You have full control over the sequence in which the animations are played or how synchronized the animations of different elements are with respect to each other. The library supports all modern browsers, including IE10+.
In this tutorial series, you will learn about all the features of Anime.js so that you can use them in real-life projects with ease.
Before diving deep into the topic, let’s install the library first. You can use either npm or Bower to perform the installation by running the following commands:
After a successful installation, you are now ready to use this library to add interesting animation to your elements. We will start with the basics of the library, focusing on one particular area at a time.
To create any animations using Anime.js, you will have to call the
anime() function and pass it an object with key-value pairs that specify the target elements and properties that you want to animate, among other things. You can use the
targets key to tell Anime.js which elements you want to animate. This key can accept values in different formats.
You can pass one or more CSS selectors as a value for the
In the first case, Anime.js will animate all the elements with a
blue class. In the second case, Anime.js will animate all the elements with either the
blue class. In the third case, Anime.js will animate all the even children with a
square class. In the last case, Anime.js will animate all the elements with a
square class that don’t have a
You can also use a DOM node or a NodeList as a value for the
targets key. Here are a few examples of setting the
targets as a DOM node.
In the first case, I have used the
getElementById() function to get our special element. The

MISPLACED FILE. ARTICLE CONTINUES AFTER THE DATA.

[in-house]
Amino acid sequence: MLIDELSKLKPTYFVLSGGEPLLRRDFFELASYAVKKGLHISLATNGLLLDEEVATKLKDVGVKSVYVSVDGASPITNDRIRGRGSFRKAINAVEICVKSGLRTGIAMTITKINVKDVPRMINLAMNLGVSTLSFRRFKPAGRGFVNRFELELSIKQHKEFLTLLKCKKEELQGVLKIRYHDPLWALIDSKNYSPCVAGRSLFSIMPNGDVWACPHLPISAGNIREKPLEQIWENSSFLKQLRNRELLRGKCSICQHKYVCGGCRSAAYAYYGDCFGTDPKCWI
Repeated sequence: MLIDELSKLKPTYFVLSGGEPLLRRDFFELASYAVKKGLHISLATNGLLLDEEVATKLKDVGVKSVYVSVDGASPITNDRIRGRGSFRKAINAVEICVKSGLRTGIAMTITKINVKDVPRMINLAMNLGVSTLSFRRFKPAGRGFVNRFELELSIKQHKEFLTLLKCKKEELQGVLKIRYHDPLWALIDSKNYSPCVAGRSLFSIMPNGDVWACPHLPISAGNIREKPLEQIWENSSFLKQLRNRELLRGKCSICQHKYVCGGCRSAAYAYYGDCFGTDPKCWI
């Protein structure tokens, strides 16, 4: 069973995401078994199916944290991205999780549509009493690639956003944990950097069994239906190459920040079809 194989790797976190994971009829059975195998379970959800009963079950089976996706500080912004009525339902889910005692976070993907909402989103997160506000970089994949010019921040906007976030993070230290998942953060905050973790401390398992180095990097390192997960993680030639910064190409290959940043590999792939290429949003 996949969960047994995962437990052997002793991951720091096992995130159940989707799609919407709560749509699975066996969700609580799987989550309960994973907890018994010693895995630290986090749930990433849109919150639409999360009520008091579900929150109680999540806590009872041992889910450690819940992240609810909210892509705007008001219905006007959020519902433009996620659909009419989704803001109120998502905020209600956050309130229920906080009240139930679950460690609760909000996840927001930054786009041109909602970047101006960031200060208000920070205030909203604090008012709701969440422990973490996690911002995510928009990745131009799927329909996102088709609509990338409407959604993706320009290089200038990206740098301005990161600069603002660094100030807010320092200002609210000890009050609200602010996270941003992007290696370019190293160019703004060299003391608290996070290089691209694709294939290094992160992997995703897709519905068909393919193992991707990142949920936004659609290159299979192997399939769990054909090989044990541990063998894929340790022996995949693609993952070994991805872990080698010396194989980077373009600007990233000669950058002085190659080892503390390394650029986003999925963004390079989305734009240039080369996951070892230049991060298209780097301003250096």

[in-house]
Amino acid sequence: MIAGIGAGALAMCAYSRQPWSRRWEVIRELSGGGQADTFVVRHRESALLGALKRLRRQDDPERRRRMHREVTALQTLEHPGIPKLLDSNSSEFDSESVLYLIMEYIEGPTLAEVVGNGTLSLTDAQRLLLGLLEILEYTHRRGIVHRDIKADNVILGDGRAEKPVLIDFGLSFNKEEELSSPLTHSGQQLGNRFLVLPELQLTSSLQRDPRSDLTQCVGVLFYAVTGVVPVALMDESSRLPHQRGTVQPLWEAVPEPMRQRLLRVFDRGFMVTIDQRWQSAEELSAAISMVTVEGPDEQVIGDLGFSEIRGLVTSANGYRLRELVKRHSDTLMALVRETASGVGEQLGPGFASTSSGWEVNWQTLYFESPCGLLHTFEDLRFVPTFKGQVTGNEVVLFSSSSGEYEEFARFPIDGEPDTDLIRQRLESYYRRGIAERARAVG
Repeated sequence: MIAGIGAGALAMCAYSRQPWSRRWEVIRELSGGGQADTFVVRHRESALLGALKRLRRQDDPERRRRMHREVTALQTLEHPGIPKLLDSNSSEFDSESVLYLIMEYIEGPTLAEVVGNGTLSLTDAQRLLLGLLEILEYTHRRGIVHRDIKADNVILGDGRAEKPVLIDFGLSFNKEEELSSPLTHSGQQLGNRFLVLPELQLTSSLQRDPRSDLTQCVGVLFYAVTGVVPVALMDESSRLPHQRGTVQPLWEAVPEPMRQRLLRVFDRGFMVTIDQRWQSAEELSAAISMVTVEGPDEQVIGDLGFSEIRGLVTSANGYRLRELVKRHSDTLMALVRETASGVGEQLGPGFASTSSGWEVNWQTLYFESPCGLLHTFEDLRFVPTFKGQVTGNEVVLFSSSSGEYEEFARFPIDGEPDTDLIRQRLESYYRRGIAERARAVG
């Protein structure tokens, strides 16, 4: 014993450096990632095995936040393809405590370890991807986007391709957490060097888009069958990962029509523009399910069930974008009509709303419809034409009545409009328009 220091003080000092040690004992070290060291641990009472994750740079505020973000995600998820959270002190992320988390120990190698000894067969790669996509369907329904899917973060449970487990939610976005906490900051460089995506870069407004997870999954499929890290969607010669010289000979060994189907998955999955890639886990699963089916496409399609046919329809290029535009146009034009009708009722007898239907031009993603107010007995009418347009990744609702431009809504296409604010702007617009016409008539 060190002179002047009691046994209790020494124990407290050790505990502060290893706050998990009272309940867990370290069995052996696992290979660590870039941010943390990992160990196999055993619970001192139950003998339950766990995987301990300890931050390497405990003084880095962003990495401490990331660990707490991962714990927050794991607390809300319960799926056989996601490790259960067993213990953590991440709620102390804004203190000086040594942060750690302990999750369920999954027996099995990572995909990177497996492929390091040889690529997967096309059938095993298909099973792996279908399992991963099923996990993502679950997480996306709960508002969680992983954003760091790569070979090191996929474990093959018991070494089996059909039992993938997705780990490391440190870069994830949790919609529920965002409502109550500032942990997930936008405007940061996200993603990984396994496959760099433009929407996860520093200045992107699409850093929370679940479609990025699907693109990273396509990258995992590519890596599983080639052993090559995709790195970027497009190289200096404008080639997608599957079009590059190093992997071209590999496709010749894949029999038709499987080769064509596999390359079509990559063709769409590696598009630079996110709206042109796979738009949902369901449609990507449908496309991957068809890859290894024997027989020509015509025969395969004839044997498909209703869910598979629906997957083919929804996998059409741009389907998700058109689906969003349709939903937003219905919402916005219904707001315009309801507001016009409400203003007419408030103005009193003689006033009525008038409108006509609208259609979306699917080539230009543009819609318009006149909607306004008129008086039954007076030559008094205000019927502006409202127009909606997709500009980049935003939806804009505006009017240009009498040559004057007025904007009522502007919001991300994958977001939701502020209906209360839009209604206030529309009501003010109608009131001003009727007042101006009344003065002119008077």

querySelector() function is used to get the first element that has the blue class. The
querySelectorAll() function is used to get all the elements within the document that match the specified group of selectors.
There are a lot of other functions as well that you can use to select your target elements that you want to animate. For example, you can get all the elements with a given class name using the
getElementsByClassName() function. Similarly, you can also get all the elements with a given tag name using the
Any function that returns a DOM node or a NodeList can be used to set the value of the
targets key in Anime.js.
targets key. The key of that object is used as an identifier, and the value is used as a number that needs to be animated.
The above code will animate the scanned files count from 0 to 1,000 and the infected files count from 0 to 8. Keep in mind that you can only animate numerical values this way. Trying to animate a key from ‘AAA’ to ‘BOY’ will result in an error.
We have also used a callback function for the
update key that is called on every frame while the animation is running. We have used it here to update the count of scanned and infected files. However, you could go a step further and show users an error message when the number of infected files goes over a certain threshold.
targets key. The following example should make it clearer:
Now that you know how to specify different elements that you want to animate, it is time to learn about all the properties and attributes that can be animated using the library.
Anime.js lets you animate a lot of CSS properties, like the width, height, and color, for different target elements. The final values of different animatable properties like background-color and border-width are specified using a camel case version of that property. Therefore, background-color becomes